Pity!

I do have some great control boxes that allow the cars to be either moving constantly at a pre-set speed or driven (within a controlled spped range) by a plug in hand throttle, but these would not really help with this key issue.

Sorry.

James
 

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Jason,

As a PS: I never answered your question about 1/32, but the answer is a little dull:

The trains we are running here are on Gauge 1 track 45mm (or 1" 3/4 in old money), but they are broadly to 1/22 scale, so the track is an approximation of narrow gauge trains with roughly a metre between the rails.

However, if you use the same gauge track, but the trains such as those made by Markiln are smaller, (built to approximately 1/32) then the track represents the standard gauge of 4'8 1/2" or 1435mm.

So it we used the same gauge track, with Scalextric Cars and Marklin trains it could represent a main line railway, rather than a narrow gauge branch line!

James
 

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Very informative ^^^ post.
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David K Phillipson
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stopping either the cars or the train if one or the other is already near is simple enough, just requires a microswitch or two and a timed relay
 

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David,

We don't have an issue stopping the cars, as you can see, but the issue is were the isolating gaps are. At present these are only on the roadways on the Right Hand approach lane on each side of the crossing. The crossing is always live for the cars to escape. I have a crossing module that is switchable so the gaps can be all around the crossing and it is switchable so that you can select UK, US/EUROPEAN and even RACING mode (same side) but these all require a lot more wiring and loads more time to set up

Yes you are right, I imagine that a sensor of some kind could be rigged up to protect a beached car from the train, but that would double the wiring and require isolation of the rail tracks too. Whilst it could be done, I think it is beyond what we could hope to deliver on a temporary table top layout in a normal time scale!

Sorry,

James
 

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Discussion Starter · #12 ·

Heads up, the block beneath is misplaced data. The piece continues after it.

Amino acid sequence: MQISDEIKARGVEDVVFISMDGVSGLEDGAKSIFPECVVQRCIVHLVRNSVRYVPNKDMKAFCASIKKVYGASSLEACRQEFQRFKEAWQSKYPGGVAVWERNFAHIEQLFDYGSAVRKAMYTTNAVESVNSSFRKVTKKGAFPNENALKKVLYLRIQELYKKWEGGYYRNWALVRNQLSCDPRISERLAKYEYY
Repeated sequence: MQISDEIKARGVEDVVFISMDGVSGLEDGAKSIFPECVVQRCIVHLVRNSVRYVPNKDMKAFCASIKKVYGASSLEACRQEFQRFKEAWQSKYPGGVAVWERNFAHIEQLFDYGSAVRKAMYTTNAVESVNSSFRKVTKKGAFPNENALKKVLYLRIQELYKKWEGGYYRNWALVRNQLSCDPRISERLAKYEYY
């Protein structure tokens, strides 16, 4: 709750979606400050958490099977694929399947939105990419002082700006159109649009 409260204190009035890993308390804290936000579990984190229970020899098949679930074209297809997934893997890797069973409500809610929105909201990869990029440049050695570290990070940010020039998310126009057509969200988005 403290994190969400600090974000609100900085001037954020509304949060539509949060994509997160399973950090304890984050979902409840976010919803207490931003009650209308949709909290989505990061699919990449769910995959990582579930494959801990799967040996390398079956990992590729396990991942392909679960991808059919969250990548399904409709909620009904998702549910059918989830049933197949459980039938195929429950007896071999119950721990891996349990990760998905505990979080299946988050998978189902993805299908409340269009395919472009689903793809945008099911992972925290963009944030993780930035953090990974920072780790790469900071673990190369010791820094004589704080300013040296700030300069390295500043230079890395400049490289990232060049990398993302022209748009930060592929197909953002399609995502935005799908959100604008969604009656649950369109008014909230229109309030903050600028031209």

Well we are in the hall and all set up. It all went together easily and quickly and the cars were soon running well and the trains were stopping and stating under public control.

I tried out the 'public control' module for the cars but with or without hand throttles this didn't work out as well as I hoped and the cars did not run at all smoothly. We switched back to the old model railway Compspeeds and order was restored. The module works well for HO? More work needed clearly! Sorry!

Also finding that my 4wd cars run less well than the 2wd ones. I guess the sharp curves and low speeds are to blame. I am thinking of making all the cars 2wd but is that a crime and will anyone notice?

Pictures of the final set up with the longer roadway and a video to follow.

Thanks to all for the encouragement, ideas and support.

James
 

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So, the show is over just packed up and got home. Went really well. Cars ran wonderfully all day.

Discovered two things today, which was my most intensive day of ever running braided cars ( I mainly do HO with shoes)

1/ if a car starts to stutter and tweaking the braids does not cure this, stroke the flat of the braids a couple of times with a scratch pen and this removes the build up of crud and the car performs well again.

2/ The Autoart 4wd cars are much more suited to my needs once the front pinion has been carefully removed (converting the car to rear wheel drive only) and we have carefully set them aside. No more 'scrubbing and scrambling' on tight corners. it is very easy to do and looks to be easily reversible.

We had a couple of spectacular crashes, where the train 'activated' the crossing module whilst the car on the inner circuit was already part way through the isolated approach section, the loss of power causing the car to slow, but not enough to stop 'in section'. Thu the car slowed, coasted out of section and then recovered speed and attempted to cross the rail road, being mown down by the loco and pushed along the track, in one case knocking over some cows and a farmer before striking the bridge parapet and flicking over. All harmless but spectacular fun. A guy with a digi-camera had been filming just prior to this, but had just stopped, as one does....missing the lot!

We did slow the inner circuit down a bit after this one.

The kids driving the trains kept stopping on the crossings hoping that the cars would crash, which of coure in those circumstances they just won't do.

A chum has loads of footage which I hope to upload soon.

James